The Escalante Legacy Tree Study lives on, with our most recent trip to the desert duct delivering the Dixie National Forest waters thru the high Utah desert to the Colorado River at Lake Powell. The Escalante River is said to be “navigable” sporadically during the Spring runoff, but it’s more like a shallow creek most of the year, especially in August.
Mike and I have been lucky enough to be invited to assist Melissa, a research and restoration ecological biologist specializing in Southwest and desert environments, the last two years on the Escalante River, and in the past in the Grand Canyon. The Escalante Legacy Tree Study finds and catalogs those historic trees in the Escalante drainage that meet a specific criteria, not just size. As the GaiaGPS track segment shows, this involves searching both sides of the river banks for qualifying senior candidates.
Since the access is either down the river along the seldom used animal trails or over the high desert and into the canyon thru steep access, not many get to experience the verdant micro-climate winding thru the desert crust. It took a full day just to get to where we left off last year, route-finding our way to a slot in the canyon wall and bushwhacking down the river bank.
Unusually cooler temps for this time of year made the week working in the Utah desert tolerable and mostly pleasant. My original plan to not take a sleeping bag was fortuitously amended at the last minute, because the pre-dawn temps were in the mid-50’s rather than the anticipated mid-60’s. Day-time temps never broke triple digits in the canyon and since we were mostly in the trees and often making repeated river crossings in the
water, we were comfortable in the long sleeves and long pants necessary for bashing thru the undergrowth. This isn’t a trip that boasts high mileage as the entire goal for the week was to log trees in just a five-mile section of the river. It takes a full day to search about a mile of river: finding a tree, logging it’s height, distance from and height above the river, GPS location, health, number of stems, girth, and the species (plants) surrounding that granddaddy.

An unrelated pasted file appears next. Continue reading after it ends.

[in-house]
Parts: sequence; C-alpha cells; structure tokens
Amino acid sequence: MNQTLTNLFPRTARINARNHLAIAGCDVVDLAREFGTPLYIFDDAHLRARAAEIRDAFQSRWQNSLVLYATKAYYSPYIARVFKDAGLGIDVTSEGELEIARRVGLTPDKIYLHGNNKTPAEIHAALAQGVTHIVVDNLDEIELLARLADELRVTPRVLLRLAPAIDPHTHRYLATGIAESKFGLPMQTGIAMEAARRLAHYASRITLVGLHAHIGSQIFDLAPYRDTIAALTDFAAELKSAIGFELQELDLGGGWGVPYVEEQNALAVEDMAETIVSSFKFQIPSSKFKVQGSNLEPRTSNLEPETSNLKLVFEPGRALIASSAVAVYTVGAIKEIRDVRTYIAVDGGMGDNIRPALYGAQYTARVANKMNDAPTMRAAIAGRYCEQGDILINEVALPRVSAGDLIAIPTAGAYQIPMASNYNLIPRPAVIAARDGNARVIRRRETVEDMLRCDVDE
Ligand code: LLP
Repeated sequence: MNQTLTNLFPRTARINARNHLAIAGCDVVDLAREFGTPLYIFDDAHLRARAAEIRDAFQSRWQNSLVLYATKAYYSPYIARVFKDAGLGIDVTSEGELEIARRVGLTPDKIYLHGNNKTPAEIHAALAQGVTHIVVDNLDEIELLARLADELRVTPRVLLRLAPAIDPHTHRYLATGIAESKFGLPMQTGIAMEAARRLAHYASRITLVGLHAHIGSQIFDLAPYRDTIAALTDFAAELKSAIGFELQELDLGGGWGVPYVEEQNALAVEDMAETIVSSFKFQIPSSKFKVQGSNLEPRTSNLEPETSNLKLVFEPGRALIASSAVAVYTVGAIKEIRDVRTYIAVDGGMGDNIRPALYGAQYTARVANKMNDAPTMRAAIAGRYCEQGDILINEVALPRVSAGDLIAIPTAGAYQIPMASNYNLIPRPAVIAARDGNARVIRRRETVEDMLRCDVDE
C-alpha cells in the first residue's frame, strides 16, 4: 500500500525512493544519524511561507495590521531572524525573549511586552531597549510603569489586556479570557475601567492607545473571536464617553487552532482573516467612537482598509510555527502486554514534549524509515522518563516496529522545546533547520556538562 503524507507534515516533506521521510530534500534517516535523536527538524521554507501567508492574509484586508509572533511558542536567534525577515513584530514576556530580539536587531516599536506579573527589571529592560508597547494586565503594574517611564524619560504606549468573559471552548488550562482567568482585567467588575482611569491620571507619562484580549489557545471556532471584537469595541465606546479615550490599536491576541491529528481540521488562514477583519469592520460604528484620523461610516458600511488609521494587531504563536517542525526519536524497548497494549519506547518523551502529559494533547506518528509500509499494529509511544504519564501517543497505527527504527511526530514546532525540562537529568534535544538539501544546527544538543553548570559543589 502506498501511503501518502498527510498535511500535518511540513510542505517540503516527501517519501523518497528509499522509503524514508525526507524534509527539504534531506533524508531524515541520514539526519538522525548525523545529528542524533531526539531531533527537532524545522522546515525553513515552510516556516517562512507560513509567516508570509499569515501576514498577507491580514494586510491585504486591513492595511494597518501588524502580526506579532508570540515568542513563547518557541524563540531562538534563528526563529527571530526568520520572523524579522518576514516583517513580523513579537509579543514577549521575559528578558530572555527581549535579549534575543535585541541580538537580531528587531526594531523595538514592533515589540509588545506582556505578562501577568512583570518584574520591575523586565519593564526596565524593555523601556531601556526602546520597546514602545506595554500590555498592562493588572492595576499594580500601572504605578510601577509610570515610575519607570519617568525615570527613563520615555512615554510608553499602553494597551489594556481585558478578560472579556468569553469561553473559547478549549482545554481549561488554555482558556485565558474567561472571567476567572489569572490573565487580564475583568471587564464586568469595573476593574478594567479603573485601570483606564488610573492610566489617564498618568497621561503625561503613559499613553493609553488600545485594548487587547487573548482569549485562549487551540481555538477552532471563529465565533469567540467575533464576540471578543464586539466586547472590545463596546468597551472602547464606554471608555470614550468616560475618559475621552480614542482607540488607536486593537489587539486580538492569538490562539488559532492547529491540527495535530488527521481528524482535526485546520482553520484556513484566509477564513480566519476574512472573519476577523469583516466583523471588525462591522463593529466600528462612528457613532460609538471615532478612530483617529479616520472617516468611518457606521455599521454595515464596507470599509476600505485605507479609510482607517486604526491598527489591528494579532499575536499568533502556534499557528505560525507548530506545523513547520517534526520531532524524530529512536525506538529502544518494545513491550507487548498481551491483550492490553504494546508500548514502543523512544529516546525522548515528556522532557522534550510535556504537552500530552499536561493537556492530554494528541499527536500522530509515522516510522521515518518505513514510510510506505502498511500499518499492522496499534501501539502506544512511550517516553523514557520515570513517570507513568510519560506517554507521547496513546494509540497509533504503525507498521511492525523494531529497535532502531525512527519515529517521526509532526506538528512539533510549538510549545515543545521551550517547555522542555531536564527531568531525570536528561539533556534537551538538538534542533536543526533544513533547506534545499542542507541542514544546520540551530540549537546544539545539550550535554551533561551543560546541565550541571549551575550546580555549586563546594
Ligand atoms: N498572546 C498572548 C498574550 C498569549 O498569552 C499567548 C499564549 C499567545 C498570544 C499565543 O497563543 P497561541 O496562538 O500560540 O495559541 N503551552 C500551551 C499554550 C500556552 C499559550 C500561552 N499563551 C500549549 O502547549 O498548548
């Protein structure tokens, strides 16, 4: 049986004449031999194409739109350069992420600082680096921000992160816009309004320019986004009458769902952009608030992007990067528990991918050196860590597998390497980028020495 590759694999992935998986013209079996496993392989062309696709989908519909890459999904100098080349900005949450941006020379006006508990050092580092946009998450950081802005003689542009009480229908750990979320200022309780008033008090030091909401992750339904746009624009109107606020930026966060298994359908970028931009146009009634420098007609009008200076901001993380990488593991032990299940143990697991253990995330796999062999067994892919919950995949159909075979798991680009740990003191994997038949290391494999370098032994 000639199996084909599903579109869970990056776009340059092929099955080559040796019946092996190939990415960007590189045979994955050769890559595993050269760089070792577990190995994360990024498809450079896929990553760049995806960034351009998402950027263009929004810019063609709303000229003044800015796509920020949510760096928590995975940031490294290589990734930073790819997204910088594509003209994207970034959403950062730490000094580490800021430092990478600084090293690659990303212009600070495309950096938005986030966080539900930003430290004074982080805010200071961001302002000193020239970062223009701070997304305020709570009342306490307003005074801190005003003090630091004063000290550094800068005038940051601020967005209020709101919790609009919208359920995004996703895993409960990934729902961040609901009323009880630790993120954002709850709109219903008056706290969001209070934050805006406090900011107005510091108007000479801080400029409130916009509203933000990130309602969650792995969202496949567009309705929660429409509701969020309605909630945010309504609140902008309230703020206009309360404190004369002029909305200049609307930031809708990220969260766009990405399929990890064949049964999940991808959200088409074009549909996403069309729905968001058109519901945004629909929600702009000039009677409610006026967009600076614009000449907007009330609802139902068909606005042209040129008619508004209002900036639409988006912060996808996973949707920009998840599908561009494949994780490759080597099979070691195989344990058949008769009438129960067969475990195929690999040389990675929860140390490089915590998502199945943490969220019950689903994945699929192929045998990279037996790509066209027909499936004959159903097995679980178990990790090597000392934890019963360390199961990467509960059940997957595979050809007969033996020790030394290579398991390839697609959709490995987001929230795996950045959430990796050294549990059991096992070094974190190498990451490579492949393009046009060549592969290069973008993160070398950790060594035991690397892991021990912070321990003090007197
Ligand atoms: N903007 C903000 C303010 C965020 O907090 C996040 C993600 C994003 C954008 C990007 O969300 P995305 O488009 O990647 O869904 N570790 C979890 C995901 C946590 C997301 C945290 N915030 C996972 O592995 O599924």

We spilt up when the river bank is larger than we can see thru the foliage, using coded yodels for communication and then gathering around when we find a living heirloom, each taking a series of recording chores. Melissa managed the most difficult, bushwhacking a direct route to the river to establish distance from the water. Mike and I counted stems (trunks out of the ground), girth and struggled with identifying species surrounding the tree. By mid-day many of the long slender plants started looking very much the same. Pictured is the list of common names we encountered and the code we needed for logging a tree’s vegetative environment. An interesting TED talk describes how plants communicate and share below the ground (worth viewing). We also needed to photograph the tree with ID number, which involved hiking back far enough thru the brush to find a suitable profile.
There are always interesting things to see besides legacy trees. This river canyon was home to many in past centuries, just as all the other canyons and deserts of the Southwest. In one alcove above an early twentieth century cowboy settlement, we stumbled upon an Indian settlement and granary with corn cobs and pottery shards.
A good time was had by all and we look forward to another section of the river next year.
To make sure I don’t bring the same pair of worn out hiking shoes I did the same gesture I used to do leaving a boat yard in the past. This dumpster was right next to the first ice cream stop out of the desert.